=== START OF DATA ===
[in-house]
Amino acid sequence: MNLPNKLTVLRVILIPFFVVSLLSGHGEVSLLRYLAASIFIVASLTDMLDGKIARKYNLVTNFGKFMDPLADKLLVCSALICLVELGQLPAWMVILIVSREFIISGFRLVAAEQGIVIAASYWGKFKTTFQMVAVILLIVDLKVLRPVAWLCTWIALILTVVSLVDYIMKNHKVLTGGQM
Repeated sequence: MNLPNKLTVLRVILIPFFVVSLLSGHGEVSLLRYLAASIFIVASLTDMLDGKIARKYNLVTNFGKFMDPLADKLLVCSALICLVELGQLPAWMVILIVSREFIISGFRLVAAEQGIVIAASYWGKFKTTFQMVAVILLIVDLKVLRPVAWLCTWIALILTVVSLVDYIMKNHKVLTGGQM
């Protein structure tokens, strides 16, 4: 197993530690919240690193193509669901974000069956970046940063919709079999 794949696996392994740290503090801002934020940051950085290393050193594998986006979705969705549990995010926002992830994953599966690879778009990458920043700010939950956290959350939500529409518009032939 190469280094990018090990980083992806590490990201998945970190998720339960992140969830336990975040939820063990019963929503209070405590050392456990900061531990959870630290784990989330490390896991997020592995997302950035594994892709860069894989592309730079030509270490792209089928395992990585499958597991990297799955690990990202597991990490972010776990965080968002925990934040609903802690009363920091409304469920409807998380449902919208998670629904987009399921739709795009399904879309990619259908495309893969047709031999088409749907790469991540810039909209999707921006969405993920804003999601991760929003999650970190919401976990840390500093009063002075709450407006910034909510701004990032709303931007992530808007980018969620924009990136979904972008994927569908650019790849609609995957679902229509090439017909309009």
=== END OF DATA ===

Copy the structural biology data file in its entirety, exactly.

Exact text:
[in-house]
Amino acid sequence: MNLPNKLTVLRVILIPFFVVSLLSGHGEVSLLRYLAASIFIVASLTDMLDGKIARKYNLVTNFGKFMDPLADKLLVCSALICLVELGQLPAWMVILIVSREFIISGFRLVAAEQGIVIAASYWGKFKTTFQMVAVILLIVDLKVLRPVAWLCTWIALILTVVSLVDYIMKNHKVLTGGQM
Repeated sequence: MNLPNKLTVLRVILIPFFVVSLLSGHGEVSLLRYLAASIFIVASLTDMLDGKIARKYNLVTNFGKFMDPLADKLLVCSALICLVELGQLPAWMVILIVSREFIISGFRLVAAEQGIVIAASYWGKFKTTFQMVAVILLIVDLKVLRPVAWLCTWIALILTVVSLVDYIMKNHKVLTGGQM
């Protein structure tokens, strides 16, 4: 197993530690919240690193193509669901974000069956970046940063919709079999 794949696996392994740290503090801002934020940051950085290393050193594998986006979705969705549990995010926002992830994953599966690879778009990458920043700010939950956290959350939500529409518009032939 190469280094990018090990980083992806590490990201998945970190998720339960992140969830336990975040939820063990019963929503209070405590050392456990900061531990959870630290784990989330490390896991997020592995997302950035594994892709860069894989592309730079030509270490792209089928395992990585499958597991990297799955690990990202597991990490972010776990965080968002925990934040609903802690009363920091409304469920409807998380449902919208998670629904987009399921739709795009399904879309990619259908495309893969047709031999088409749907790469991540810039909209999707921006969405993920804003999601991760929003999650970190919401976990840390500093009063002075709450407006910034909510701004990032709303931007992530808007980018969620924009990136979904972008994927569908650019790849609609995957679902229509090439017909309009």